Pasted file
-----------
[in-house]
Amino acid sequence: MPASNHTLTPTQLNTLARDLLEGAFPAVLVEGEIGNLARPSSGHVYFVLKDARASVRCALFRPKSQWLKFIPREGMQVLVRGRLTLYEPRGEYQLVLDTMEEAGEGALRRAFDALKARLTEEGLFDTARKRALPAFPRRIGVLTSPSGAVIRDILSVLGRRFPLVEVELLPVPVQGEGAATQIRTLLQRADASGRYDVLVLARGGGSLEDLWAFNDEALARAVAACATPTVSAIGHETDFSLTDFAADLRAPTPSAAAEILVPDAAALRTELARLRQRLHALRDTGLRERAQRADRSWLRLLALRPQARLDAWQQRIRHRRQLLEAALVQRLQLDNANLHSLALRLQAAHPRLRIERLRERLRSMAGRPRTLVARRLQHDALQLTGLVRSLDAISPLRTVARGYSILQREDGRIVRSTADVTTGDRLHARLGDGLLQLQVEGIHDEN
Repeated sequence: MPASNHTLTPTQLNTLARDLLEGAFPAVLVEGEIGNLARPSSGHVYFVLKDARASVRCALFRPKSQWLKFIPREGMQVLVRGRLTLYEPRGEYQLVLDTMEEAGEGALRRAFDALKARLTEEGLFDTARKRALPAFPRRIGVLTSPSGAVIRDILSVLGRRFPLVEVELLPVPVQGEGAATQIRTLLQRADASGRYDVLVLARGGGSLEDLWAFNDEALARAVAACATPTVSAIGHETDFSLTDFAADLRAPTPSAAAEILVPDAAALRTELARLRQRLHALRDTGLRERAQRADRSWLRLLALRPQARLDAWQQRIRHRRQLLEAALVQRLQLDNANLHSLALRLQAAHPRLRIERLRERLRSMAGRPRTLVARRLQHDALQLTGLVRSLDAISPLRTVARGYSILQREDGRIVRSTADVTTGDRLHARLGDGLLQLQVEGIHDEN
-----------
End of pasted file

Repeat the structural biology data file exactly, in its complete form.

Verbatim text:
[in-house]
Amino acid sequence: MPASNHTLTPTQLNTLARDLLEGAFPAVLVEGEIGNLARPSSGHVYFVLKDARASVRCALFRPKSQWLKFIPREGMQVLVRGRLTLYEPRGEYQLVLDTMEEAGEGALRRAFDALKARLTEEGLFDTARKRALPAFPRRIGVLTSPSGAVIRDILSVLGRRFPLVEVELLPVPVQGEGAATQIRTLLQRADASGRYDVLVLARGGGSLEDLWAFNDEALARAVAACATPTVSAIGHETDFSLTDFAADLRAPTPSAAAEILVPDAAALRTELARLRQRLHALRDTGLRERAQRADRSWLRLLALRPQARLDAWQQRIRHRRQLLEAALVQRLQLDNANLHSLALRLQAAHPRLRIERLRERLRSMAGRPRTLVARRLQHDALQLTGLVRSLDAISPLRTVARGYSILQREDGRIVRSTADVTTGDRLHARLGDGLLQLQVEGIHDEN
Repeated sequence: MPASNHTLTPTQLNTLARDLLEGAFPAVLVEGEIGNLARPSSGHVYFVLKDARASVRCALFRPKSQWLKFIPREGMQVLVRGRLTLYEPRGEYQLVLDTMEEAGEGALRRAFDALKARLTEEGLFDTARKRALPAFPRRIGVLTSPSGAVIRDILSVLGRRFPLVEVELLPVPVQGEGAATQIRTLLQRADASGRYDVLVLARGGGSLEDLWAFNDEALARAVAACATPTVSAIGHETDFSLTDFAADLRAPTPSAAAEILVPDAAALRTELARLRQRLHALRDTGLRERAQRADRSWLRLLALRPQARLDAWQQRIRHRRQLLEAALVQRLQLDNANLHSLALRLQAAHPRLRIERLRERLRSMAGRPRTLVARRLQHDALQLTGLVRSLDAISPLRTVARGYSILQREDGRIVRSTADVTTGDRLHARLGDGLLQLQVEGIHDEN